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March 29, 2019

ATLeaders Council Gives Insider Glimpse to Super Bowl LIII’s Impact in Atlanta


Last month, the world came to Atlanta for Super Bowl LIII. Attendance for events around the game, such as Super Bowl LIVE and Super Bowl Experience, topped 500,000 fans, also bringing in 5,800 media from 23 countries around the world. How does a sporting event of that magnitude come together? The ATLeaders Council of young professionals delved into the subject with a guest panel of leaders responsible from the host committee, area nonprofits and more.

ATLeaders is the Metro Atlanta Chamber’s young professional’s council, shaping next-generation thought leaders and providing access to the larger regional business community. The council assembled multiple members of the team responsible for Super Bowl LIII marketing and communication, including: Atlanta Super Bowl Host Committee Director Erin Shearer; Committee Events and Sponsor Activation Director Diana Trujillo; Legacy53 Community Engagement and Volunteer Programs Vice President Lee Hendrickson; SCAD Director of Public Relations Jeanette McWilliams; and The Trinity Factory Founder Andy Tadic.

Georgia Power General Manager of Natural Resources Jennifer Winn moderated the discussion.

“As [the Host Committee,] we came up with driving positive buzz through the fact that Atlanta is a tech hub, a business hub and a great place to live,” Shearer said. “That reputation is going to help us secure more big sporting events into the future.”

These core pillars informed all of the communication around the big game. Establishing these points early on was key. Among the next major sporting events coming to the region is the 2020 NCAA Final Four, and the city has taken steps to ensure that sporting momentum carries through to the next big experience.

For many, the various live activities throughout the city during Super Bowl LIII were just as impactful as the football game itself, while serving as diverse introductions to the city’s culture and music.

“The Super Bowl Experience and LIVE events were the key events for locals and out of towners. To see locals embrace it – and then with LIVE being free – it gave everyone a chance to participate,” Trujillo said.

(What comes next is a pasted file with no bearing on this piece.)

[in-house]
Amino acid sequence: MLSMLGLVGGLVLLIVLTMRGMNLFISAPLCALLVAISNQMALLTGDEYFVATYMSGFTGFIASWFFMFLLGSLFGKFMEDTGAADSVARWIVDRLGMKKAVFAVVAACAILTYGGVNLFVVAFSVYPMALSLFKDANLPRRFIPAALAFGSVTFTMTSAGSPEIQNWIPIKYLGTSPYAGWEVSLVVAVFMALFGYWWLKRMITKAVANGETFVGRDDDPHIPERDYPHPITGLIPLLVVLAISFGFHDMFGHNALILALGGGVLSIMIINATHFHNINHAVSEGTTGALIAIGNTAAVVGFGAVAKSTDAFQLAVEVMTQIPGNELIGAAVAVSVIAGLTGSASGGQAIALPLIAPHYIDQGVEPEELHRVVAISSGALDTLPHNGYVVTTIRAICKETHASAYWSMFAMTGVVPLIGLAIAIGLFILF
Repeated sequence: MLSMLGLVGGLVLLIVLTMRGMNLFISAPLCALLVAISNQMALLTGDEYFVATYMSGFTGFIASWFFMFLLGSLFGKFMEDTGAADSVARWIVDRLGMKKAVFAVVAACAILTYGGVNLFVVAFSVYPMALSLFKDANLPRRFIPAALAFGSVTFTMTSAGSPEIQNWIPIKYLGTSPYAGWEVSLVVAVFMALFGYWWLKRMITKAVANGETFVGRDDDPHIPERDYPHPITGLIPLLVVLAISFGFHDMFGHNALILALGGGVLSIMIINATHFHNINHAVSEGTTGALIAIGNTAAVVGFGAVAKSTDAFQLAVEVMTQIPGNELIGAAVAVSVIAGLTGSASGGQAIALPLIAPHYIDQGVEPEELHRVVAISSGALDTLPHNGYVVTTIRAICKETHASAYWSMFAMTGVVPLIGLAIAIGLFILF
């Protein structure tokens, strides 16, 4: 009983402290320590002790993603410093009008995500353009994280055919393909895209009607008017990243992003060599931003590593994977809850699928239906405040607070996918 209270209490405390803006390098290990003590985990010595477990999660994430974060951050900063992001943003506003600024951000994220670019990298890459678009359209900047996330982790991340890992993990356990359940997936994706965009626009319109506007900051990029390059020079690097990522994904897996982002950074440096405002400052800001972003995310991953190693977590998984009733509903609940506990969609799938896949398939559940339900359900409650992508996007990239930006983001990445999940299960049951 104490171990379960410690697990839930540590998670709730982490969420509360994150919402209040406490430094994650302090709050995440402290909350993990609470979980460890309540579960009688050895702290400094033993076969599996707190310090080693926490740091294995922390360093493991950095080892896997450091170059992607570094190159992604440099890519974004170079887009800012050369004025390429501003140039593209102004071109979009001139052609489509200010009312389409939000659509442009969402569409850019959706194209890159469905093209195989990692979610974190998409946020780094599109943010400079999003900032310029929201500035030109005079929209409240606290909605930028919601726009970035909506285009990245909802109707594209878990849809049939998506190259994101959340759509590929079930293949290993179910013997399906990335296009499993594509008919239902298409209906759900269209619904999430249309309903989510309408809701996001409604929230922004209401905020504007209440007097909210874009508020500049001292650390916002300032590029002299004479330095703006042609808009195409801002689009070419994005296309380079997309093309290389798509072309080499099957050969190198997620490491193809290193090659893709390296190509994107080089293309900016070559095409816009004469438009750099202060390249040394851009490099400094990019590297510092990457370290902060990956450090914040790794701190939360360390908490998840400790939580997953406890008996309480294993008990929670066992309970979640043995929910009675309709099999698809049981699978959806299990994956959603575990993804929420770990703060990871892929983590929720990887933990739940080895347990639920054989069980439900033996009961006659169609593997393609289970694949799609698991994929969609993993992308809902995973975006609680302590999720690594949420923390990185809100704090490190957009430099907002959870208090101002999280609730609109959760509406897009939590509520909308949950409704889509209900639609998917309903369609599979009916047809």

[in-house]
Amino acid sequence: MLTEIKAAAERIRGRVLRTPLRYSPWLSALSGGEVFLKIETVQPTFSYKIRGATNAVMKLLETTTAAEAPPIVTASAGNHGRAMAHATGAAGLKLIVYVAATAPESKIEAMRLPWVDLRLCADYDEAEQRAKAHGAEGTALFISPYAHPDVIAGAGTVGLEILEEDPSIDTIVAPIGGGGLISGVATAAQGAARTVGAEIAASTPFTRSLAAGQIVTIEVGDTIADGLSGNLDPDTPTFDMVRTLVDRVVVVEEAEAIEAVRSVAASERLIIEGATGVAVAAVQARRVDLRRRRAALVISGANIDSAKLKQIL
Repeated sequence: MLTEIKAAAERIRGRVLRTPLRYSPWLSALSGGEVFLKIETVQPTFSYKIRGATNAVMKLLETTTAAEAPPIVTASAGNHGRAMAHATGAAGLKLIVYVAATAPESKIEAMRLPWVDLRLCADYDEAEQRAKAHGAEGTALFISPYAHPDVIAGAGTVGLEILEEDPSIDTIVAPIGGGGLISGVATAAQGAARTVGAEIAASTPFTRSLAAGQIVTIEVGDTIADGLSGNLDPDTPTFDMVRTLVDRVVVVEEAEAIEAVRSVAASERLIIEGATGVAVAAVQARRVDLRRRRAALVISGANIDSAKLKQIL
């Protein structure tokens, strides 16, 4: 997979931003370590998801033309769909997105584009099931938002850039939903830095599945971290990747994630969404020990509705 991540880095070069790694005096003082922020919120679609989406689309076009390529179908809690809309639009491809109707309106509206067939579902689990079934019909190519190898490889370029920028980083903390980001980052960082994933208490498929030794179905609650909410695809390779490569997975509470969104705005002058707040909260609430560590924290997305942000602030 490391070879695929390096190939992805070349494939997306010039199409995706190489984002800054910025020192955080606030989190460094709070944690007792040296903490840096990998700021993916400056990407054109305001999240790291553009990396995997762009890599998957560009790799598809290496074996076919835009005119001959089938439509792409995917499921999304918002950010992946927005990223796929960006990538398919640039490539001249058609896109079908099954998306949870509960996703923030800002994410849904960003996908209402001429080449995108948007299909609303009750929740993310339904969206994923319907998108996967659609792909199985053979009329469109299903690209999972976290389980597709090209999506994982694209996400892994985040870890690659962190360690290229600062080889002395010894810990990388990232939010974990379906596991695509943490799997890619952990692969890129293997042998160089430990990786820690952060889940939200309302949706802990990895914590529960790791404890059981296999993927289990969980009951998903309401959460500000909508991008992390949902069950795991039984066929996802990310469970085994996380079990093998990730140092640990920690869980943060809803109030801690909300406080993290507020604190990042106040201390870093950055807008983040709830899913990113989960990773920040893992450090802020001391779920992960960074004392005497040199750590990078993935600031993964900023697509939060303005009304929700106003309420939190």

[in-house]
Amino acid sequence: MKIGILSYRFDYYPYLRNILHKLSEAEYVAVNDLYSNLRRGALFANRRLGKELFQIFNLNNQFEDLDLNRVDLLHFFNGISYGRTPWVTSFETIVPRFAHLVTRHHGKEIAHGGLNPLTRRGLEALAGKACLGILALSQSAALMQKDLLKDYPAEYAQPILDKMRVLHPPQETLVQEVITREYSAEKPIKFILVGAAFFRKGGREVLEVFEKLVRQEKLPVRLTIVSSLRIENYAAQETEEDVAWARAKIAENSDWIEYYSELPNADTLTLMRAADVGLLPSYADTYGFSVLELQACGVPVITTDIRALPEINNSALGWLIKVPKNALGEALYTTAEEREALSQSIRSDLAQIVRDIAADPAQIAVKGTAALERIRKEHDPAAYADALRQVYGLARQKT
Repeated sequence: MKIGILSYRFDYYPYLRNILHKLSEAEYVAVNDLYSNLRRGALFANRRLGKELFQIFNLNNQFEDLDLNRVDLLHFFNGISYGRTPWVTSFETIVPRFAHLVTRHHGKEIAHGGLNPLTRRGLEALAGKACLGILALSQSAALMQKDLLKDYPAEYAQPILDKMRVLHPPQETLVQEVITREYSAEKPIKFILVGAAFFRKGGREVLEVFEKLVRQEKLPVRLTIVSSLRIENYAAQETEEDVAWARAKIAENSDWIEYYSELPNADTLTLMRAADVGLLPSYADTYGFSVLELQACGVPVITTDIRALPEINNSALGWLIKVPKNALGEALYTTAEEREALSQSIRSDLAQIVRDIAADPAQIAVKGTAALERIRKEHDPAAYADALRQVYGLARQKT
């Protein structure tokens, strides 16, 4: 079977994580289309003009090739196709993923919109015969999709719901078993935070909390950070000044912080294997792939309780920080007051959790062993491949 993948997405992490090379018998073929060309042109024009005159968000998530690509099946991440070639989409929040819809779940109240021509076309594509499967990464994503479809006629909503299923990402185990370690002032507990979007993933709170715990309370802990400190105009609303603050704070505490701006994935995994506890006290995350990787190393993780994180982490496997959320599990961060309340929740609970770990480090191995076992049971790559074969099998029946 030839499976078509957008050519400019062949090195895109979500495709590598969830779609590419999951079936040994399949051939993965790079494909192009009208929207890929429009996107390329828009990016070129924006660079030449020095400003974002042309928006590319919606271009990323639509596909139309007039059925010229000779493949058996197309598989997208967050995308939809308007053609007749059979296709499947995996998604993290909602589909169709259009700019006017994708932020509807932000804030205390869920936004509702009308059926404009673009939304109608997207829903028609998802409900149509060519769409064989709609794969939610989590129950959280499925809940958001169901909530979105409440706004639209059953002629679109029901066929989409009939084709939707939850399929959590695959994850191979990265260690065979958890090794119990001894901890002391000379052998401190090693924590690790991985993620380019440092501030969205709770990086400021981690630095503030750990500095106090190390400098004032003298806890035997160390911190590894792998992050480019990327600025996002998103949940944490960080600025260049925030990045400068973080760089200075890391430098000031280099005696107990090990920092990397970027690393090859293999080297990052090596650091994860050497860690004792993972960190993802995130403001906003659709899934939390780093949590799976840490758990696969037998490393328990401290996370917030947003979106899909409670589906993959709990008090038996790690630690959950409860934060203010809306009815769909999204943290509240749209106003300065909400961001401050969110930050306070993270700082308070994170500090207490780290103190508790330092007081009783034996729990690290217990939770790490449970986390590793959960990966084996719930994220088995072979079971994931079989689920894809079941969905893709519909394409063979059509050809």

Shearer revealed that planning for everything going toward Super Bowl LIII began as early as 2014. Legacy53 served as the Host Committee’s effort to leave a lasting impact across five pillars: business connect, supplier diversity, civil rights and social justice, capital investment, sustainability and youth engagement. Part of the initiative took the form of creating murals across the city that would recognize Atlanta’s history with the Civil Rights movement, led by WonderRoot.

“I’m excited to see the murals as a lasting contribution to local communities. The key to success was finding nonprofits and other organizations already here doing amazing things,” Hendrickson said.

Legacy53’s impact extended to every community in metro Atlanta:

  • The NFL Foundation, Host Committee and Arthur M. Blank Family Foundation funded a $2.4 million renovation of John F. Kennedy Park in Atlanta’s historic Westside neighborhood.
  • 30 murals were installed around the city through the Off the Wall program – a city-wide initiative led by WonderRoot and the Host Committee to elevate Atlanta’s civil rights and social justice journey.
  • 200+ local, diverse and certified businesses participated in Business Connect, the NFL’s supplier diversity program for Super Bowl LIII.
  • During the Super Bowl LIII Recycling Rally on Jan. 19, 42,446 pounds of e-waste was collected to be recycled, marking the largest Super Bowl Recycling Rally to date.
  • 20,000+ trees were planted in Atlanta, Clarkston, Doraville and eight other locations in the community.

More can be found from the Host Committee’s full release here.

“The amount of diversity – faces and backgrounds – it’s encouraging to see them unite around one common goal [of throwing a great event,]” McWilliams said.

The Council was joined by two members of the 2019 ChooseATL Influencer class – Activvely Founder and CEO Stefanie Jewett and Parka Solutions Founder and CEO Sneh Parmar. The ChooseATL Influencers program assembles next-generation individuals redefining what it means to live, work and play in Atlanta. Jewett and Parmar spoke to metro Atlanta’s embrace of startups and entrepreneurs – more information on the Influencers can be found here.

The council, hosted by Jennifer Winn, will be focusing on providing greater access to the business community for its members this year. For more information on how to get involved, please reach out to Cecile Kirby

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